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Mortgages in the United States for expats and non-residents

An overview of US mortgages created for foreign nationals living in the US and US nationals living abroad

Written by Lauren Ross on 13 July 2020

With the USA being the third largest country in the world, you will never be limited to finding your perfect home during your plans to move there. America really does hold something for everyone, whether it being smaller quiet towns, or a bustling city surrounded by landmarks. It is an extremely popular expat destination, that is classed as one of the most multi-cultural countries in the world. Whole communities in different areas around the USA have been built to house and support specific cultures and languages, so it is clear why as an expat, it could feel like an easy place to settle and call home.

Despite the real estate in America being considered low in comparison to other countries, expats will find that most of the well-known/ most popular destinations (such as New York City) will be considerably higher than expected

In this overview, we will highlight for you some key information to be aware of, enabling you to get started on the process of securing a mortgage or purchasing property in America.

The technicalities of residency and documentation proof

Acquiring a mortgage in America can largely be dependent on your residency status. Both non-permanent residents (that hold a valid work visa) and foreign nationals (whose primary residence is not the United States) can borrow, but not without some extra hoops to jump through. Expats will find the process of buying property in the US much easier with a green card or a valid work visa.

Your options for your mortgage will vary from state to state, but the necessary checks put in place to ensure you can repay your home-loan will still apply. The main issue that non-residents find when they are asked to supply proof that they are a reliable borrower is not having any financial dealings with either a US or international bank, as these will hold a record of your US credit report, or other past financials already.

The good news is that most large global banks dominate the mortgage industry, so it is more than likely that even as an expat, you have had a bank account with one of them before.

If this is not the case and you have not had any previous accounts with international banks, it would mean that your lender would have to find another way of evaluating you as a reliable borrower, and due to how complex this process is, it may become that much harder for you to find a compliant lender willing to lend to foreign citizens.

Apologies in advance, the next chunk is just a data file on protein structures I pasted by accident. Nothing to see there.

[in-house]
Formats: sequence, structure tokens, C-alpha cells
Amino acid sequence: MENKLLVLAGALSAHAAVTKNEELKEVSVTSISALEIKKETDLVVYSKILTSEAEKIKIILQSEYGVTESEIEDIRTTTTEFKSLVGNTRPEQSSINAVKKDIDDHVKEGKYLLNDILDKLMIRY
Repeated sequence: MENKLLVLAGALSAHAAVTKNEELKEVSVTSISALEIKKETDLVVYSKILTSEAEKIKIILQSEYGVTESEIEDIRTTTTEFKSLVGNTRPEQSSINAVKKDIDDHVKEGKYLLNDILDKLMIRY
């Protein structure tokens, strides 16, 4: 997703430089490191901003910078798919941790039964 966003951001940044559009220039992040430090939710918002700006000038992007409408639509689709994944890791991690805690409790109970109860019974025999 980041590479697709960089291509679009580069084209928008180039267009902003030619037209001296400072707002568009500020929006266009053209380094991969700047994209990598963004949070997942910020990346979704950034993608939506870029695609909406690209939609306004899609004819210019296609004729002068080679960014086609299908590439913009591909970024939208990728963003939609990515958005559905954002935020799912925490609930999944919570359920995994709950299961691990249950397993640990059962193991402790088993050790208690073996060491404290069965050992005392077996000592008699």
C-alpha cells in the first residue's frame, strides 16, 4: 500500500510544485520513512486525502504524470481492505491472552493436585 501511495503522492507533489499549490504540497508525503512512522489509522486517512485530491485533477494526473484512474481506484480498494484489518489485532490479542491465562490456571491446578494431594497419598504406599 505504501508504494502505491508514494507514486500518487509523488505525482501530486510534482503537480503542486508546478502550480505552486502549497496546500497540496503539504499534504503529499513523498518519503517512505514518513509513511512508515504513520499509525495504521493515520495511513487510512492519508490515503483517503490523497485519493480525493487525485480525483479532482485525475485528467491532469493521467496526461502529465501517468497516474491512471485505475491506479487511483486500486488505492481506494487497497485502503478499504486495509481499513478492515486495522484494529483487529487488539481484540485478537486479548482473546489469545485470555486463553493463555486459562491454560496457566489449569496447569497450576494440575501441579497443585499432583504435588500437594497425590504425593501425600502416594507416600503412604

A US mortgage specialist is key in identifying lenders that frequently work with the majority that are non-residents. They will know efficient ways to deal with the complexity of acquiring the necessary documentation, and overall are much more flexible and informed.

Non-residents on a work visa

If you are in the US under a valid work visa, you have the option to apply for a mortgage through the Federal Housing Administration (FHA). This is a government-backed loan with the same terms as given to American citizens.

If you are in the US on a work visa, you will have your own Social Security number. This would need to be provided for the FHA, along with an Employment Authorization Document (an EAD, which is more commonly known as a work permit).

Work visa’s will make lenders look for proof that you plan to live and work in the country for the next three years, to ensure that you will be able to repay your home-loan. This proof can be a letter from your employer showing that your contract with them will be renewed if it expires within that year.

As well as this, the lender will also require the standard back-dated bank statements, and at least two years of your tax return documentation/ credit history. Lenders will sometimes consider taking documented credit history from your home country when necessary, but only if that country practices credit systems that are similar to the ones in the United States (e.g. United Kingdom/ Canada).